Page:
Refrigerator dill pickles are so easy to make. All you do is cup up some cucumbers, make a quick brine, and put everything in a jar. Wait two days (this is the hardest part!) and you’ll have crisp, garlicky pickles that are even better than the pricy ones sold at the store!
I love canning jalapenos and dill relish. But there’s one pickled food I don’t can. And that’s pickle spears! I find the canning process makes them soft. Instead, I make refrigerator pickles.
The prep takes about 20 minutes. And you don’t need any special equipment. Once you make a batch, you’ll understand why I love this recipe.
What You Need to Make Refrigerator Dill Pickles.
When you make refrigerator dill pickles, you can use any firm cucumber you like. They all work. But I prefer to use pickling cucumbers. Thes cucumbers are about 6-inches long and, even when raw, look like pickles. The seeds are smaller and the peel tends to be more tender than slicing or English cucumbers.
Most of the time, they’re labeled “pickle cucumbers” but you’ll also see them sold as pickling cucumbers or kirby cucumbers.
Prepping and Cutting the Cucumbers.
Wash the cucumbers to remove any dirt. Then, cut about ⅛-inch off of both ends of the cucumber. The blossom end contains an enzyme that makes pickles soft. To ensure the correct end is removed, it’s best to cut each end off.
Cut the cucumbers into spears or slices.
If you love garlicky pickles, add a few cloves of peeled garlic to the jar before adding the cucumbers. For the best garlic flavor, crush or cut the garlic before adding it to the jar.
Dill seeds bring the characteristic “dill pickle” flavor to this recipe. Fresh dill and dried dill weed aren’t as strong. Since these pickles are ready to eat after two days, the dill seeds help to deliver the best flavor.
Refrigerator pickle brine is made from three simple ingredients: vinegar, water, and salt. Combine them, bring the brine to a boil and pour over the sliced cucumbers. That’s really it!
Vinegar: use white or apple cider vinegar with 5% acidity. This will be listed on the bottle. Other kinds of vinegar, like balsamic, red wine, or rice vinegar, are safe to use but they don’t give the pickles the classic “dill pickle” flavor.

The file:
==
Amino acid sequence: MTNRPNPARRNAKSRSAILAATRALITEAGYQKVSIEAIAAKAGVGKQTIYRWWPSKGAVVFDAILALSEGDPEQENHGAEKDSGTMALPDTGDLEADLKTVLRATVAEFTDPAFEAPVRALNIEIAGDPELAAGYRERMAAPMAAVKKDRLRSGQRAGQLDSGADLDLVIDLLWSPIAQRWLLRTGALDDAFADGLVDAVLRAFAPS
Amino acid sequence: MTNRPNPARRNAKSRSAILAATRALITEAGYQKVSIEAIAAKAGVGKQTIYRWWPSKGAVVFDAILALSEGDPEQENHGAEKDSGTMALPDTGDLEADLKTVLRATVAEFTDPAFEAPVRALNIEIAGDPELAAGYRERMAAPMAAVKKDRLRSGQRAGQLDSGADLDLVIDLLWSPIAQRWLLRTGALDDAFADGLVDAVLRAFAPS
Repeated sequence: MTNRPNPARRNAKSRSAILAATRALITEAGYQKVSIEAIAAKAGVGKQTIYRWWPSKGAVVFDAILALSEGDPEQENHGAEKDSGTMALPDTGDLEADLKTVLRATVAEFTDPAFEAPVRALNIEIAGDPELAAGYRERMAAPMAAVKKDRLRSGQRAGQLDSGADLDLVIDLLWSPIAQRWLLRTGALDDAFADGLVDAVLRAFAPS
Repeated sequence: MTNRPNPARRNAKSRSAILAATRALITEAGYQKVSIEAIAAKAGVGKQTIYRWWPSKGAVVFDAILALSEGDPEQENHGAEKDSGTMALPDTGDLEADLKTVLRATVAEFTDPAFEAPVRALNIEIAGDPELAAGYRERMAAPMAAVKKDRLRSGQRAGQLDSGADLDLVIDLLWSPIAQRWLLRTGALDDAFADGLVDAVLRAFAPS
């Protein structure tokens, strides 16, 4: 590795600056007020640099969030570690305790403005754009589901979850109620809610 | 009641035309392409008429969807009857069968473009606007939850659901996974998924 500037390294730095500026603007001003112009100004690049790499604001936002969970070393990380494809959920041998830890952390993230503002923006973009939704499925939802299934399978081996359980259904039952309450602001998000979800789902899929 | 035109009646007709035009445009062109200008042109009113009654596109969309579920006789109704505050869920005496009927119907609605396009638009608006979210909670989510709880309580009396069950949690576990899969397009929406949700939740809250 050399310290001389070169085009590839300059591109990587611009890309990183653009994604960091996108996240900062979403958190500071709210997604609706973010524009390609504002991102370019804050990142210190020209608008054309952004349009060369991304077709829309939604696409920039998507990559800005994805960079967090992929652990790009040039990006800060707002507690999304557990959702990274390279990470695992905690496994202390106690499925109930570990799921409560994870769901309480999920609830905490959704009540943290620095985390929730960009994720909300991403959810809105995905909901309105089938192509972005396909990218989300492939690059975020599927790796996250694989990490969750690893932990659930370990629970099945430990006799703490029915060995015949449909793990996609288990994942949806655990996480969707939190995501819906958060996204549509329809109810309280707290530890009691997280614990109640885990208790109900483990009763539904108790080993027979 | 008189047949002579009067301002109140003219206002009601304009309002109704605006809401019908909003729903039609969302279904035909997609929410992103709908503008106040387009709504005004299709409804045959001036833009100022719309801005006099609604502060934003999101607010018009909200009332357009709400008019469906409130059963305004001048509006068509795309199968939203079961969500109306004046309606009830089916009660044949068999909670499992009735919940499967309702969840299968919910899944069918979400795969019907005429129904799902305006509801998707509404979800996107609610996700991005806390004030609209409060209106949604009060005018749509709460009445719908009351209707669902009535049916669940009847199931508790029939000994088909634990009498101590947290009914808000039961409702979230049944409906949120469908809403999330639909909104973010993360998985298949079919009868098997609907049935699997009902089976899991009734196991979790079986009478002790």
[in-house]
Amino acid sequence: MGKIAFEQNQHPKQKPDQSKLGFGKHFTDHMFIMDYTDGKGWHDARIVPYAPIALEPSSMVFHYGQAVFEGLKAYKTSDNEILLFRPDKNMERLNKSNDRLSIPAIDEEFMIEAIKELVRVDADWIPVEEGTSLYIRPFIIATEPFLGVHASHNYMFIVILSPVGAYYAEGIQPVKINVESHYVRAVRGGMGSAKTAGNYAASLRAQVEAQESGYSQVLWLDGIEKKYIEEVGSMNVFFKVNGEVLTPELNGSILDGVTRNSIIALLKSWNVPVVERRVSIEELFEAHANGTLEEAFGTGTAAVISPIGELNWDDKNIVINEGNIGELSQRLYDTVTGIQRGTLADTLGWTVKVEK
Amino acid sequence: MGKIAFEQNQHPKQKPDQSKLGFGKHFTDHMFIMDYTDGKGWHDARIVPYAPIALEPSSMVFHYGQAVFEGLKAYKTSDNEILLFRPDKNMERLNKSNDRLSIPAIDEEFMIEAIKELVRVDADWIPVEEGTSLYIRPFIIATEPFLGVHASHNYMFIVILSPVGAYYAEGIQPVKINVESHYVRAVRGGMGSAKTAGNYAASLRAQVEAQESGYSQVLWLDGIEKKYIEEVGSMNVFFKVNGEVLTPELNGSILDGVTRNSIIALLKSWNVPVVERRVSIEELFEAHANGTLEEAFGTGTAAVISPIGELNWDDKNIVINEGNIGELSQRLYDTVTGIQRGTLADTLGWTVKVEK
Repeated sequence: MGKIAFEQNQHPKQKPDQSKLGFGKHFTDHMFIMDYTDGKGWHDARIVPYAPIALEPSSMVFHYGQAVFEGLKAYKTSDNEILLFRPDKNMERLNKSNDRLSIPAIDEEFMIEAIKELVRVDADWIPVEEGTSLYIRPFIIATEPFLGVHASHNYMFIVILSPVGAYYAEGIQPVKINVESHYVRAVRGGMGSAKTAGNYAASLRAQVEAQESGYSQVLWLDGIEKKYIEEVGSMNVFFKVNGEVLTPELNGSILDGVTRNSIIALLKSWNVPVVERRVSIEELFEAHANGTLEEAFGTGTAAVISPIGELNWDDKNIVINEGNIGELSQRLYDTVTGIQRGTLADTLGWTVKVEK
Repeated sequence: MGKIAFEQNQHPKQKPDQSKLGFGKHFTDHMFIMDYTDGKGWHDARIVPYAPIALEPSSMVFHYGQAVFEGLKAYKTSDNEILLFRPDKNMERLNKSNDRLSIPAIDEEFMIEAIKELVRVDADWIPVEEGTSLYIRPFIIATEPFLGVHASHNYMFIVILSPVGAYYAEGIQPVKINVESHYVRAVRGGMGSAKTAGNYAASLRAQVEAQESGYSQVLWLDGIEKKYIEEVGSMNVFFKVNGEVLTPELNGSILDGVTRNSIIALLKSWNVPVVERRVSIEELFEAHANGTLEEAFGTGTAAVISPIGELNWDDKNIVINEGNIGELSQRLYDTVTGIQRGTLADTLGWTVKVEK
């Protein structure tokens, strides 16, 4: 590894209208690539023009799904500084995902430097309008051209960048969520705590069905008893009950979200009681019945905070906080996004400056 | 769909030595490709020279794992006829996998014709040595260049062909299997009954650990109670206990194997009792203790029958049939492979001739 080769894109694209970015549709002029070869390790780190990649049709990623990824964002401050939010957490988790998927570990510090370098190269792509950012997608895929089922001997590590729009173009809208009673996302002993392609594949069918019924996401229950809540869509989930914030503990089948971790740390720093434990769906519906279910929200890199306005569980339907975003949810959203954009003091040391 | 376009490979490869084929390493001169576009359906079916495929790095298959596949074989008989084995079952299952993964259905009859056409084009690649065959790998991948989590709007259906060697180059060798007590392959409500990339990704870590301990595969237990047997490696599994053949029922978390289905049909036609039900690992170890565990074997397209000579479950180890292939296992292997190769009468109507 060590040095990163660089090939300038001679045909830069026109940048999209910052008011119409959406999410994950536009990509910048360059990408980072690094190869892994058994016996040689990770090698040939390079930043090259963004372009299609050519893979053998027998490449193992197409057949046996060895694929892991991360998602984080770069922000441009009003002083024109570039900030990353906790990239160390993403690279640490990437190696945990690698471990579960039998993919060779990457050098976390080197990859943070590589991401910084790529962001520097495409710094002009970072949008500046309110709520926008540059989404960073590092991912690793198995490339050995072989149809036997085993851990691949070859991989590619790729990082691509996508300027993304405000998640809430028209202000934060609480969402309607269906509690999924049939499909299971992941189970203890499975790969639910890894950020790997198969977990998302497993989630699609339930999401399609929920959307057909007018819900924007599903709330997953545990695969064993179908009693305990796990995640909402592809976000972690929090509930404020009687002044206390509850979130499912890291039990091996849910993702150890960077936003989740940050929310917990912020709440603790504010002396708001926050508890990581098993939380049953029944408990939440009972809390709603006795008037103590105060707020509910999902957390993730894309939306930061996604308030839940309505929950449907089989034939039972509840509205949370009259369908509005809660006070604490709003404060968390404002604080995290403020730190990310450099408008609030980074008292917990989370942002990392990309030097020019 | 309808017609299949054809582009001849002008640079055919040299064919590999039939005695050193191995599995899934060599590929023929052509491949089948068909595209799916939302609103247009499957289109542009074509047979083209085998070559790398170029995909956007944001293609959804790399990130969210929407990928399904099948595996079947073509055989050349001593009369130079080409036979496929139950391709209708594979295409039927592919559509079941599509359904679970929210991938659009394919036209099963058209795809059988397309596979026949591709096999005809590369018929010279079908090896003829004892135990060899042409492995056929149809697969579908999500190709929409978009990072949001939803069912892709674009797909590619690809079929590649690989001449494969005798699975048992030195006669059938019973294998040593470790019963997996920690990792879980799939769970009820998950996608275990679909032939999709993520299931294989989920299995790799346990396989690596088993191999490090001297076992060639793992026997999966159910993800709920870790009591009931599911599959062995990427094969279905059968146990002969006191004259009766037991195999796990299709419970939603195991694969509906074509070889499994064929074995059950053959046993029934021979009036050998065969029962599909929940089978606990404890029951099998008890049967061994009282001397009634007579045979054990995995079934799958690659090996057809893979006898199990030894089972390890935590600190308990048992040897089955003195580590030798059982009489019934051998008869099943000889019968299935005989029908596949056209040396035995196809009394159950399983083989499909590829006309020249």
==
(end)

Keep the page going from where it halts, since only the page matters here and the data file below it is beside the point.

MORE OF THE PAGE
Salt: use table salt or canning salt. (Iodized table salt can make the brine look cloudy.)
No special equipment is needed to make this recipe. If you keep canning jars in the house, use two-pint jars or a one-quart jar. If not, use a heat-safe container with a lid. Select a container that’s deep enough for the brine to cover the cucumbers.
How long do refrigerator pickles last?
You can keep refrigerator pickles for up to six weeks. The flavor intensifies the longer you keep them.
My jar lid “pinged”. Can I put these on the shelf?
No. A pinging canning jar lid is not an indication of safety. Refrigerator pickles must be stored in the refrigerator or they will spoil.
Refrigerator Dill Pickles
- 1 ½ pounds pickling (Kirby) cucumbers
- 2-4 cloves garlic, crushed or cut in half
- 2 teaspoons dill seed
- 1 cups white or apple cider vinegar
- 1 cup water
- 2 teaspoons table or canning salt
Wash the cucumbers and trim about ⅛-inch off both ends. This removes the blossom ends which can make the pickles soft. Cut into slices or spears.
Place the garlic cloves and dill seed into a quart container or divide evenly between two pint jars.
Pack the cucumber into the jar(s). They should be tight but not squeezed into the jar. You want to avoid bruising or crushing them.
Combine the vinegar, water, and salt in a small pot. Bring to a boil. Pour the hot brine over the cucumbers. (If you’re using two jars: divide evenly among each jar.)
Cover the jar with a lid. Let cool at room temperature for about one hour. Place jar(s) into the refrigerator.
Let pickles sit for at least two days before eating.
Store pickles in the refrigerator for up to six weeks. These pickles must be stored in the refrigerator or they will spoil.
Garlic: Use two cloves of garlic for a mild garlic flavor. Use up to four cloves for a more intense garlic flavor.